Westminster Myrtle Wreath Tiara

The 6th Duke of Westminster, Gerald Grosvenor, one of the richest men in the world, died recently. We are taking a look at one of the most worn tiaras from the Westminster collection; the Fabergé Myrtle Wreath Tiara. Made in 1906 by the renowned Russian jeweller, it has been worn by many members of the family, and has been loaned to various exhibitions. We covered the tiaras worn by the current Duchess previously.

The tiara, set in brilliant diamonds, is composed of two sprays of myrtle leaves and berries, with stalks of engraved red gold, and leaves in a rubbed-over silver setting. It was made by Faberge workmaster Albert Holmström, and purchased in 1906 for the wedding of Lord Hugh Grosvenor, a son of the first Duke, and Lady Mabel Crichton, which took place in 1906. Both of their sons became Duke of Westminster because of lack of male heirs in the family.

The Myrtle Wreath tiara was pictured on Sally, Duchess of Westminster, wife of the 4th Duke, and daughter-in-law of Lord Hugh and Lady Mabel. The Tiara was also worn by her successor, Viola, Duchess of Westminster, at the 1969 State Opening of Parliament. The tiara was also worn by Laura Montagu, now Countess of Burlington, who wore it during a photoshoot when she tried on major pieces of the Westminster collection.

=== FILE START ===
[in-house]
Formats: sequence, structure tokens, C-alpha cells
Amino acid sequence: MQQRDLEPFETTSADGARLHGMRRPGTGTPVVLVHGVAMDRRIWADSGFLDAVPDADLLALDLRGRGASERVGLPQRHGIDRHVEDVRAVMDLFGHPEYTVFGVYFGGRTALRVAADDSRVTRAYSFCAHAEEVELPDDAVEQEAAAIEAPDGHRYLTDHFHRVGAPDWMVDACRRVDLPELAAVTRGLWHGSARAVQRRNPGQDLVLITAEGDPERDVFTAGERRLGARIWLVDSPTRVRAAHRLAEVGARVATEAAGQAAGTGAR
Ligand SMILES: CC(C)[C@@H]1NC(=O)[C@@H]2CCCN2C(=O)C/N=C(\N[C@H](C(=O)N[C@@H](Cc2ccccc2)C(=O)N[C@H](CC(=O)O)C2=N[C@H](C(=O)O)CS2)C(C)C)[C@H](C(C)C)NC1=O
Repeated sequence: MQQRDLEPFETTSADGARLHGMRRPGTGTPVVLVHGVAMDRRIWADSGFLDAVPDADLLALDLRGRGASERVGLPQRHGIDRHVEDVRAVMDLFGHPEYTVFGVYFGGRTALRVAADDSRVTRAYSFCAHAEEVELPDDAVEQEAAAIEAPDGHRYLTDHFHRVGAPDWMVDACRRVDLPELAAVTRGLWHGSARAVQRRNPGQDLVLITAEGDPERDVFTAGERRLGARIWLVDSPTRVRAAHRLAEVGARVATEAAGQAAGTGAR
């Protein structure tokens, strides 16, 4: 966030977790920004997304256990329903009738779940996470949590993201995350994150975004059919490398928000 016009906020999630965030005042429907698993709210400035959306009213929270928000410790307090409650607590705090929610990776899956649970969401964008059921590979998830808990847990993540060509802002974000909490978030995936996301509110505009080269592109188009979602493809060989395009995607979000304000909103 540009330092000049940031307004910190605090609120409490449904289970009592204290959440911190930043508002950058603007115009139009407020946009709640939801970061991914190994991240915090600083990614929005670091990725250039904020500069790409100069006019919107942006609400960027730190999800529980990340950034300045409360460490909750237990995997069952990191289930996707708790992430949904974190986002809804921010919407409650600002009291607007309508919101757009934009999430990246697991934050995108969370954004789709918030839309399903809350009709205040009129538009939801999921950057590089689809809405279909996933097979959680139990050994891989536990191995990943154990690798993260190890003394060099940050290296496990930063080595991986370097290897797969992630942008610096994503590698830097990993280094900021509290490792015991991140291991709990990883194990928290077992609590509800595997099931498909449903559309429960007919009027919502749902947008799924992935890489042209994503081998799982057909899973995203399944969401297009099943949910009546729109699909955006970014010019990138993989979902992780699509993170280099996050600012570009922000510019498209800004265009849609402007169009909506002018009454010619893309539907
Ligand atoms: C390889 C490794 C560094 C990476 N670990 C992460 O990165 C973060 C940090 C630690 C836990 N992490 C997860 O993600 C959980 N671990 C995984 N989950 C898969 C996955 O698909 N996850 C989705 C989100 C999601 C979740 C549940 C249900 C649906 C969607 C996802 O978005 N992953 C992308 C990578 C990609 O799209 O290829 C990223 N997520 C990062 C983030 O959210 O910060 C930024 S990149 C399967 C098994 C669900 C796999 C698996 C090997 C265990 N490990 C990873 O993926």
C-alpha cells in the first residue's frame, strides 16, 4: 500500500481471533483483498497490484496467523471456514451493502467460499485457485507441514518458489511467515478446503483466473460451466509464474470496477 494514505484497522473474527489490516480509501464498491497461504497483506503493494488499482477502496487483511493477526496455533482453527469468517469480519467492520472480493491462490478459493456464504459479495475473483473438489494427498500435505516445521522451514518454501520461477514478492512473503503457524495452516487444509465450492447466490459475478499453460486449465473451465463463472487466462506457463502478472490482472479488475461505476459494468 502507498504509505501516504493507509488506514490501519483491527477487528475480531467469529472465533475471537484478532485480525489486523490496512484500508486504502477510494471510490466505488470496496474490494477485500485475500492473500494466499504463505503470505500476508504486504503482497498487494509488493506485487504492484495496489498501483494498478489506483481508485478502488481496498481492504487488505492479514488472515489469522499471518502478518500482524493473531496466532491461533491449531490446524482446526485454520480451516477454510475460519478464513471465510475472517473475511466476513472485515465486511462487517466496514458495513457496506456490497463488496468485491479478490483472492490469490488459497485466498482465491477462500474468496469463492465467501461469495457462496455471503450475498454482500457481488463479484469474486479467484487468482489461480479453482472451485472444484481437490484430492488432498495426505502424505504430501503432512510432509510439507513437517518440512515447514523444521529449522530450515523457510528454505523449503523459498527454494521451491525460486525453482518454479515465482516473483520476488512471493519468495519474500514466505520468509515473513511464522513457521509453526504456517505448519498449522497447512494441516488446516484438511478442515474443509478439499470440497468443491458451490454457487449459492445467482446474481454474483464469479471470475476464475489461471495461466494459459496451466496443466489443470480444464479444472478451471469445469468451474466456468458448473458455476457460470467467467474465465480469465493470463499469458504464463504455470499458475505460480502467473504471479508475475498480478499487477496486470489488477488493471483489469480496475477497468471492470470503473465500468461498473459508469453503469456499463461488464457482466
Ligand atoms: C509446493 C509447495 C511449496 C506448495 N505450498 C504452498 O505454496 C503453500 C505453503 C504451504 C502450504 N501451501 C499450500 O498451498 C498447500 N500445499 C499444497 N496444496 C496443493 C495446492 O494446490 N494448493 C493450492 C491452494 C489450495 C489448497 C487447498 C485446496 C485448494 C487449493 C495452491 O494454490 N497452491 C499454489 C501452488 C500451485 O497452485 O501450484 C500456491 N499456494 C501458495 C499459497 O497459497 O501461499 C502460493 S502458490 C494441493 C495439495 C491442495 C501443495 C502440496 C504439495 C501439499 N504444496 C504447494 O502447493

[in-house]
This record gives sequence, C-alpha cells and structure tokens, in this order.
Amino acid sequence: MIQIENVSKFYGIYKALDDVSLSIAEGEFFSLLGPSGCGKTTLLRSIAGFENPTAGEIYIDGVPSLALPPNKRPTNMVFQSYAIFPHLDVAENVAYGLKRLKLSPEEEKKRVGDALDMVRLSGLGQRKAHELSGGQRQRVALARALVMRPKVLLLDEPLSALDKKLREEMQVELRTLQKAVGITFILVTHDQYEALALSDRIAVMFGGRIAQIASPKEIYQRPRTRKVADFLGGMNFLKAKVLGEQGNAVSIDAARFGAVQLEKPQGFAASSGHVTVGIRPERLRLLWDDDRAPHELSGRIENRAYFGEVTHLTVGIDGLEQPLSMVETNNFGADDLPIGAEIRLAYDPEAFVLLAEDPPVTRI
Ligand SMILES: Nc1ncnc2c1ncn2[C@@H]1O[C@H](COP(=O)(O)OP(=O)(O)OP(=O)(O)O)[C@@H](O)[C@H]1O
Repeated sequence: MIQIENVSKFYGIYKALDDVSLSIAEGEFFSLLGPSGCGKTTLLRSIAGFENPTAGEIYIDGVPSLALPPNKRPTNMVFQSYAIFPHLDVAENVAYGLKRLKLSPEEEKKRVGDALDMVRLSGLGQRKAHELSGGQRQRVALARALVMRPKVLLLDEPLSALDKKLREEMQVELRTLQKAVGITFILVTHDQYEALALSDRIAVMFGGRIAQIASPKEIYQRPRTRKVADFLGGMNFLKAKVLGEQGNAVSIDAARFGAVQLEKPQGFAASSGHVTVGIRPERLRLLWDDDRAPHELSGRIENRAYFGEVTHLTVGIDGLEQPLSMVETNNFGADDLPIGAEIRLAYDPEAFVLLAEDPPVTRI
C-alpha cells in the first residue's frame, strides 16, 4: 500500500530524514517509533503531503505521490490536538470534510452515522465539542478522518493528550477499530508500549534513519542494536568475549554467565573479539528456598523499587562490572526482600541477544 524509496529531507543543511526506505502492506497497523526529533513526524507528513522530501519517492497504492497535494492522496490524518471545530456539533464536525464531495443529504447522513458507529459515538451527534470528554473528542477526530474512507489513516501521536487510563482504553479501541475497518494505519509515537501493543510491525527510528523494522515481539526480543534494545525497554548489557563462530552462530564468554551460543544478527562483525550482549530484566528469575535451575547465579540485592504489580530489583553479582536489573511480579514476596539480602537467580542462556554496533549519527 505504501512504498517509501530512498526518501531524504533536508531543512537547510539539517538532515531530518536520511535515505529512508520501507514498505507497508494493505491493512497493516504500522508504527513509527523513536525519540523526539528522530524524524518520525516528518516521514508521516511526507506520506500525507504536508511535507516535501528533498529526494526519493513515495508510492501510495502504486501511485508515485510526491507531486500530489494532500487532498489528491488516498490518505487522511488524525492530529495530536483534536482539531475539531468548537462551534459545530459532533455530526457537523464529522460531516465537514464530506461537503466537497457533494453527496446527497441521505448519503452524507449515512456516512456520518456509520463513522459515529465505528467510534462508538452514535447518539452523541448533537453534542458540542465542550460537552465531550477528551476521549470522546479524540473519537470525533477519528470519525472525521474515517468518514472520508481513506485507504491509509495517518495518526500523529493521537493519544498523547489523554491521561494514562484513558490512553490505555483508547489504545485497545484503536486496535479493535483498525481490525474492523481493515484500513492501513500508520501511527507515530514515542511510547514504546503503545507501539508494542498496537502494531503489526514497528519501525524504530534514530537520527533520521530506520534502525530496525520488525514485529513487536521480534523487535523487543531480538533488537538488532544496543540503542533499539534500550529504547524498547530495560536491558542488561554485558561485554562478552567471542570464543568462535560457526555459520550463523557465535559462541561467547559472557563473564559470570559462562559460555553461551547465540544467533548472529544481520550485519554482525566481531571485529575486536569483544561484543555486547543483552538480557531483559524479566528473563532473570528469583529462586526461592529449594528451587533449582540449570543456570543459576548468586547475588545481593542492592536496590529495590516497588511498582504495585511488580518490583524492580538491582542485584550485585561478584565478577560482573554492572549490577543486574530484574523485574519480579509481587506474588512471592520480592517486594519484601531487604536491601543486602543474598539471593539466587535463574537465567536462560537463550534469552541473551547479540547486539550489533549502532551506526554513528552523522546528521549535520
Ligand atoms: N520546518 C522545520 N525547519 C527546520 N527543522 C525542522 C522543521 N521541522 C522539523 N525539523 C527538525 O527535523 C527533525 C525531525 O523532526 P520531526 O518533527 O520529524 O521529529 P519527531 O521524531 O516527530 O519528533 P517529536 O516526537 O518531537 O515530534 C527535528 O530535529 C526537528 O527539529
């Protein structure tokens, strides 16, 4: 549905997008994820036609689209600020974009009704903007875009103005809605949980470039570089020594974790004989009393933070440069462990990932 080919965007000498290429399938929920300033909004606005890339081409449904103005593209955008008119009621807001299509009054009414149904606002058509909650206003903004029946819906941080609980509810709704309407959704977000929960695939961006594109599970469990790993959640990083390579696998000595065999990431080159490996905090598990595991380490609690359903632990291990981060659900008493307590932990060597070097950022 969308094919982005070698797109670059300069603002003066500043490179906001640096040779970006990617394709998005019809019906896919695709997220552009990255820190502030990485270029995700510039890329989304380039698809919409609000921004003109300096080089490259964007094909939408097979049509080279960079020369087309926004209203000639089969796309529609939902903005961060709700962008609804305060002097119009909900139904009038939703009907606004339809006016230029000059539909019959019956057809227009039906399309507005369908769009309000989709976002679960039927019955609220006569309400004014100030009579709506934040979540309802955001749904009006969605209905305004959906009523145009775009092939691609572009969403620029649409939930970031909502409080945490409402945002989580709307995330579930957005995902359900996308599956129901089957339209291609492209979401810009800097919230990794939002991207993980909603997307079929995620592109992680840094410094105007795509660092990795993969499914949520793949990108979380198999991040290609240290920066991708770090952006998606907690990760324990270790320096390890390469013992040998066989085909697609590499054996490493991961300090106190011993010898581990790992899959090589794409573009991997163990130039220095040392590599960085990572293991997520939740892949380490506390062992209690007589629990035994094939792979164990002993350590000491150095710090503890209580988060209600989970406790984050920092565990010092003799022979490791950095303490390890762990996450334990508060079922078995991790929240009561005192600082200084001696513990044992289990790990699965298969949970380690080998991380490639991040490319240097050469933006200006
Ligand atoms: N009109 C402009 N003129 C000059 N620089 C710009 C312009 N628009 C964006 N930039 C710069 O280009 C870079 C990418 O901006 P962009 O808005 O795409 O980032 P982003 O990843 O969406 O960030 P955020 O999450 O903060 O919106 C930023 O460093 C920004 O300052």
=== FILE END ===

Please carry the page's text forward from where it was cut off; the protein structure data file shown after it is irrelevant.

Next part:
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In 2004, Lady Tamara Grosvenor, daughter of the 6th Duke, married Edward Bernard Charles van Cutsem. She wore the Fabergé Myrtle Wreath Tiara for the wedding ceremony along with floral diamond earrings.

The Myrtle Wreath Tiara was last seen in 2008, when Lady Rosanagh Innes-Ker married the Viscount Grimston at Floors Castle, the family seat of her father, the Duke of Roxburghe. She borrowed the tiara from her maternal uncle, the 6th Duke.

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For more information, check out:

Royal Magazin



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